Kelela :: Take Me Apart

Kelela has never been one to follow convention. The 34-year-old daughter of Ethiopian immigrants has been in the public eye since her 2013 mixtape Cut 4 Me, but waited relatively long to release her debut LP. This delay was intentional: she spent those years perfecting her sound, pulling together different producers and honing her voice to eventually distill her creative vision. That vision is Take Me Apart.

This is music that will transport you to another galaxy where R&B, soul and electronic music come together to create a pulsating, beautiful meditation on love and loss. Existing somewhere between neon raves and nineties disco, Take Me Apart will crawl inside your body and vibrate your bones. Kelela layers sound to push the boundaries of expectation, creating an album that seduces you further on each listen.

While Kelela’s music is apolitical, its disregard for traditional form and genre mirrors her own radical queer and black aesthetic. In an interview with Vulture, she described her musical process:  “I’m thinking about the black women who have never really felt perfectly shaped for the spaces that have been made for them… I wanted to create a space for us to not be subject to any confines, especially when it comes to sound.”

One can think of this album in conversation with SZA’s Ctrl, a somewhat more mature perspective on love that also questions the boundaries we place upon loving others. Even as she reminisces on past loves and lives, Kelela keeps pushing forward.

Nico Simonian


Annie Clark’s St. Vincent gives us an album as radio-friendly as it is rooted in sex and despair. These gorgeously produced pop songs are an evolution from the quick, jagged rock of 2015’s St. Vincent – prettier but no less subversive. The dark, carnal subtext frequent in Clark’s lyrics drives tracks like “Savior,” an unabashed ode to kink and domination, and the title track, when she growls, “I hold you like a weapon.”

More explicit than sex and BDSM are themes of desperation and self-resentment. After she runs from her pain in “Los Ageless,” she mutters in the fade-out, “I guess that’s just me, honey, I guess that’s how I’m built. Try to tell you I love you and it comes out all sick.” Across the album, she flips between self-sabotage and hopelessness. The most haunting moment is her recount of a suicidal crisis on opener “Hang on Me.” She is ashamed of her own “hysterics,” promising she isn’t crying wolf, not like last time, begging her lover to “just please, oh please don’t hang up yet.” It’s a grim reminder that even someone as successful and talented as Annie Clark can succumb to depression. (And this is our reminder that it is always okay to ask for help.)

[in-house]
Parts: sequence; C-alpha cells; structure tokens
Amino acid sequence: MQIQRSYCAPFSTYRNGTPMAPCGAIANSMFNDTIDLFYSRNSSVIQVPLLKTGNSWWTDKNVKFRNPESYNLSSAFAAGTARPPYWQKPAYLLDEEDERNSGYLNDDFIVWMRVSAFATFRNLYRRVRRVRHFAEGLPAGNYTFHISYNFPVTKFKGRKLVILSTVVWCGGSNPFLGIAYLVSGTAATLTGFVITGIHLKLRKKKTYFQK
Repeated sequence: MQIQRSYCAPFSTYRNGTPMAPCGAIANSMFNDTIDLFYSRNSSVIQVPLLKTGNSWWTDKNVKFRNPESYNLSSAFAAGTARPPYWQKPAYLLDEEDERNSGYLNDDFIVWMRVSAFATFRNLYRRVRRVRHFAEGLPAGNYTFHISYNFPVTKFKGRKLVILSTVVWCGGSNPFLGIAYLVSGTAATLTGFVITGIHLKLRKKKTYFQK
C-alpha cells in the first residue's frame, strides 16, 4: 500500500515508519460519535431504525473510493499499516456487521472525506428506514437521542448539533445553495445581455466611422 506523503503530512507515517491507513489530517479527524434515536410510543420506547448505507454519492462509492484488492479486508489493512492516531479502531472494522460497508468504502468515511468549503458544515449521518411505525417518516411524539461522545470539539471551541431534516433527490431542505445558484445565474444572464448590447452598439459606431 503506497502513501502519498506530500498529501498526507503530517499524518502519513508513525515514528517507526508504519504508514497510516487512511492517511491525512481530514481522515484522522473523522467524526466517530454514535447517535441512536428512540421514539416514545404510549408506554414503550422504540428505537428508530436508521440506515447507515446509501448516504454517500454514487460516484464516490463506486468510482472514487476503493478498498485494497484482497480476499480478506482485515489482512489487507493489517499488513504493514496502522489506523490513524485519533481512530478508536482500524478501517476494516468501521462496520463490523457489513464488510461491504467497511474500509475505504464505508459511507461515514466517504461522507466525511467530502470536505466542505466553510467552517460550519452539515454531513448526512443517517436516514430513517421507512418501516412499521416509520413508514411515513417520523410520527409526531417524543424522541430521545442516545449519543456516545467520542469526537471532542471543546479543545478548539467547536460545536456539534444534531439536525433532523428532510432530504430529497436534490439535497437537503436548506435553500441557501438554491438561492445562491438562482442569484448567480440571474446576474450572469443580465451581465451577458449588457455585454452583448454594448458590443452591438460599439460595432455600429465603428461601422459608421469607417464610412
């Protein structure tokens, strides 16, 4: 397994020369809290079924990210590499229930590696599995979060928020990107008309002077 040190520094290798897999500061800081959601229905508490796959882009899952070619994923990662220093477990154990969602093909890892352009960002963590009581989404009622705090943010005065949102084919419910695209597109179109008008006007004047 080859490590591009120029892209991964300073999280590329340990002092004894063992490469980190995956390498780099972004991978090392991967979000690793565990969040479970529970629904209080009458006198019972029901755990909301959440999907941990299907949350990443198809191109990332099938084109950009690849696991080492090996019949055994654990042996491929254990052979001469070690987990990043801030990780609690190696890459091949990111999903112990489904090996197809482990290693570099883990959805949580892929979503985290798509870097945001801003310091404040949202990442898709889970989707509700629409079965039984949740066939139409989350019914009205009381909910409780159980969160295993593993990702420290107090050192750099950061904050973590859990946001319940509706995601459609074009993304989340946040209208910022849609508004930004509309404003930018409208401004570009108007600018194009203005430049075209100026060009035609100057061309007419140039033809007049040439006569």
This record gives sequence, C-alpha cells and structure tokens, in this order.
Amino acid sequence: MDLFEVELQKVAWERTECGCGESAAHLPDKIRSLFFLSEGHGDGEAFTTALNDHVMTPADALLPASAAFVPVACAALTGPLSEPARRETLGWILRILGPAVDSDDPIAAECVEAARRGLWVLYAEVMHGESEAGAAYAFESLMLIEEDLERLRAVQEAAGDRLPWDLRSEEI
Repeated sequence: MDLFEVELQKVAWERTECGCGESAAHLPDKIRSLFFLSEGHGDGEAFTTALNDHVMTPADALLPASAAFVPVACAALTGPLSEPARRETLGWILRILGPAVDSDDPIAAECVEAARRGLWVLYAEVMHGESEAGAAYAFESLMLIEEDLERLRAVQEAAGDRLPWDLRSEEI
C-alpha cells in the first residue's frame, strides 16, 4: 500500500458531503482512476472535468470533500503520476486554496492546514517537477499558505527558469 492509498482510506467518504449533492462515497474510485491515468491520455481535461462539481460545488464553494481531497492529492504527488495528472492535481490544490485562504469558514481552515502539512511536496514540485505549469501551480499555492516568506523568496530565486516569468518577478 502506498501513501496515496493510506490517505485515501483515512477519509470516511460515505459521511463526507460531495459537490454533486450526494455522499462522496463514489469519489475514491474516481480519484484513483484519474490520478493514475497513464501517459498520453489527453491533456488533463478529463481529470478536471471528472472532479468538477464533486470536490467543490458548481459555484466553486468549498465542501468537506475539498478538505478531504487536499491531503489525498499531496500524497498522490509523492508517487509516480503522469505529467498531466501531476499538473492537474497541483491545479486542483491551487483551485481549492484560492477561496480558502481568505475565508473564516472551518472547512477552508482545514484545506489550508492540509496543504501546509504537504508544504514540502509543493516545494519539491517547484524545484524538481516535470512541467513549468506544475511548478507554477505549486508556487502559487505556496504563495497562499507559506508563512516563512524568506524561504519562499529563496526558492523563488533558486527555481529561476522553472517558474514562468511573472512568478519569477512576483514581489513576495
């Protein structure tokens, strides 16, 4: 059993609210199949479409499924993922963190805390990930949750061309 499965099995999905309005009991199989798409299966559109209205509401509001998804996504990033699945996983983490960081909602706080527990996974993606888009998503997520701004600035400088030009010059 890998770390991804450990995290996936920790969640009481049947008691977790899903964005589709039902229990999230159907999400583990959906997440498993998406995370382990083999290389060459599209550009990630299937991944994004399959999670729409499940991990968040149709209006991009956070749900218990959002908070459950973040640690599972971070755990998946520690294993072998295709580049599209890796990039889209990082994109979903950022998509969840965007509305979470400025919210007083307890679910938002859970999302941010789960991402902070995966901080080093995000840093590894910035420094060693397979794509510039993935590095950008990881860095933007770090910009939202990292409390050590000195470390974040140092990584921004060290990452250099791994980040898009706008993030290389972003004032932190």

Clark’s most exciting quality is how she intentionally blurs where Annie ends and St. Vincent begins. In a genre that leans on the confessionary songs of tortured artists, Clark maintains such secrecy that it’s impossible to tell which songs are based in experience and which come from her imagination. This is her greatest strength: Clark knows that meaning belongs to the listener, not the artist. When asked about the uncharacteristically personal “Happy Birthday, Johnny” in a recent interview, her wry response is, “Doesn’t everyone know a Johnny?”

On her fifth album, Clark continues to be one of rock’s great storytellers, reminding us time and again that the story often contains more truth than real life.

Kaitlyn Aurelia Smith :: The Kid

Otherworldly, grounded, star-flung, and human all at once, The Kid is “In the World, but Not of the World.” Kaitlyn Aurelia Smith showed up on our radar last year with EARS, an equally beautiful – but more abstract – album. On The Kid, Smith channels her synthesizer weirdness into song form, striking a balance between structure, experiment, and pop. Cosmically manipulated vocals build on undulating textures; songs rise like waves and fall adrift into abstraction again.